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Dose-Efficient X-Ray Imaging Method Produces Micrometer Resolution Images of Biopsy Samples

By LabMedica International staff writers
Posted on 20 Dec 2023
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Image: Experimental setup of the dose-efficient X-ray imaging method (Photo courtesy of KIT)
Image: Experimental setup of the dose-efficient X-ray imaging method (Photo courtesy of KIT)

X-ray imaging plays a vital role in revealing the hidden structures and processes within living cells and organisms. However, the ionizing nature of X-ray radiation, composed of high-energy electromagnetic waves, poses a risk of damaging DNA, which in turn limits the duration of observation. Traditional X-ray imaging of soft tissues often results in low-contrast images, but phase contrast methods have been found to yield much clearer contrasts at lower radiation doses. However, achieving higher resolution in X-ray imaging is challenging due to the need for increased radiation dose, which is compounded by the reduced efficiency of high-resolution detectors, leading to further increase in radiation exposure. Until now, high-resolution X-ray phase contrast imaging of living biological samples could only be performed for a limited time before radiation caused significant damage.

At the Karlsruhe Institute of Technology (KIT, Karlsruhe, Germany), a team of researchers has innovated a technique that utilizes radiation more effectively and achieves micrometer-level resolution imaging. This method is suitable for observing both living organisms and delicate materials, opening new possibilities in fields like biology, biomedicine, and materials science. The novel system integrates X-ray phase contrast imaging with a Bragg magnifier and a photon-counting detector. In this setup, a photon-counting detector with 55-micrometer pixel size is used, and before capturing the specimen’s X-ray image, it is magnified using a Bragg magnifier. This magnification process allows the specimen's resolution to reach approximately 1 micrometer. The Bragg magnifier itself comprises two perfectly aligned silicon crystals, where the magnification effect is derived from asymmetric diffraction in the crystal lattice of silicon. A significant benefit of this Bragg magnifier is its exceptional optical image transmission, enabling almost complete replication of all spatial frequencies up to the resolution limit.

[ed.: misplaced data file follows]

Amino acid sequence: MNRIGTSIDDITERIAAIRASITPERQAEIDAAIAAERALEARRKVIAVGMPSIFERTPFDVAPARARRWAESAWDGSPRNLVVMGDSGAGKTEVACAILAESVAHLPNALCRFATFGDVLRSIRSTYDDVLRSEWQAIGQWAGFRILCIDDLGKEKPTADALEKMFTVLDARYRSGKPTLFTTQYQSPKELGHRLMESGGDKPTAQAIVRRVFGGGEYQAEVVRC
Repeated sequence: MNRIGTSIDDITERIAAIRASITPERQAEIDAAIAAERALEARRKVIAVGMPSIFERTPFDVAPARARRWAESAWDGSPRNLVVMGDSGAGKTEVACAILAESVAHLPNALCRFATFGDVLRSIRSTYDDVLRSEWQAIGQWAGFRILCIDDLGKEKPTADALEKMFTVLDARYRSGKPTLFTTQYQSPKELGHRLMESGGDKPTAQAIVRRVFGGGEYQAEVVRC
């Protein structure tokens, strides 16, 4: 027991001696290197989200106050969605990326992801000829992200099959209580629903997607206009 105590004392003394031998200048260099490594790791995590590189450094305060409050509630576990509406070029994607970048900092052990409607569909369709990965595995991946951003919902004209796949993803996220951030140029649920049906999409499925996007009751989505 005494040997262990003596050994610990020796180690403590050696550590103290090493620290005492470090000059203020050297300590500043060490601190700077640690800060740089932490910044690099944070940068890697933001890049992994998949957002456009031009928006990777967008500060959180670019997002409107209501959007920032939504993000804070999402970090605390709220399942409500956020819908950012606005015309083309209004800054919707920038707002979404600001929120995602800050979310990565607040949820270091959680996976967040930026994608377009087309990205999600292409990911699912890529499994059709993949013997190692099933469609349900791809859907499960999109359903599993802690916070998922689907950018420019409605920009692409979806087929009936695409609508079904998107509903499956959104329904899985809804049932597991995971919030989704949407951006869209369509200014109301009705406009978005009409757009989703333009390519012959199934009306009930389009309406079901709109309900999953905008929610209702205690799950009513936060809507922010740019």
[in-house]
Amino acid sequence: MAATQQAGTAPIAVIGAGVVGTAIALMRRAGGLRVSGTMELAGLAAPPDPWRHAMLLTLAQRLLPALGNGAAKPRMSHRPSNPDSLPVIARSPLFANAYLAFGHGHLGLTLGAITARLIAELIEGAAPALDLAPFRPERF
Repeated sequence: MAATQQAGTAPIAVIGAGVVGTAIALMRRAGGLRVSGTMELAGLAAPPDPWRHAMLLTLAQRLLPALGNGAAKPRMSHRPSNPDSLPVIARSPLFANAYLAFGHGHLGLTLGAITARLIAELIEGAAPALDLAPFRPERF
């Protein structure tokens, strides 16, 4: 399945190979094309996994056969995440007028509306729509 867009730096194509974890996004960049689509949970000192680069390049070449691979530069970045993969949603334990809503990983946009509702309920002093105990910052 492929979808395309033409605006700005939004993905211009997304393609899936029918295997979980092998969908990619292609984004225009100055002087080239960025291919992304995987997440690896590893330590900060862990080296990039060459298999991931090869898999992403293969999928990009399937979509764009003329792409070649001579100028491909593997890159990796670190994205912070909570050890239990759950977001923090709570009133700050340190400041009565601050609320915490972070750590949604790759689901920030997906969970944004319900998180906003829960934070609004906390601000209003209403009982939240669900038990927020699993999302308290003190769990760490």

By combining propagation-based X-ray phase contrast with a Bragg magnifier and a photon-counting detector, all fine-tuned for 30 keV X-ray energy, the method achieves near-maximal dose efficiency for X-ray phase contrast imaging. This advancement permits extended observation periods of small living organisms with detailed micrometer resolution. The team showcased this technique in a preliminary study on tiny parasitic wasps, observing their activities inside host eggs and their emergence over more than 30 minutes. Future plans involve enhancing the setup to expand the field of view and boost mechanical stability, thereby enabling even longer measurement durations.

“Instead of converting the X-ray image into an image with visible light and enlarging it afterwards, we enlarge it directly,” said LAS doctoral researcher Rebecca Spiecker. “Thanks to this approach, we can use highly efficient large-area detectors. The method is also suited for biomedical applications, an example being the gentle three-dimensional histological investigation of biopsy samples.”

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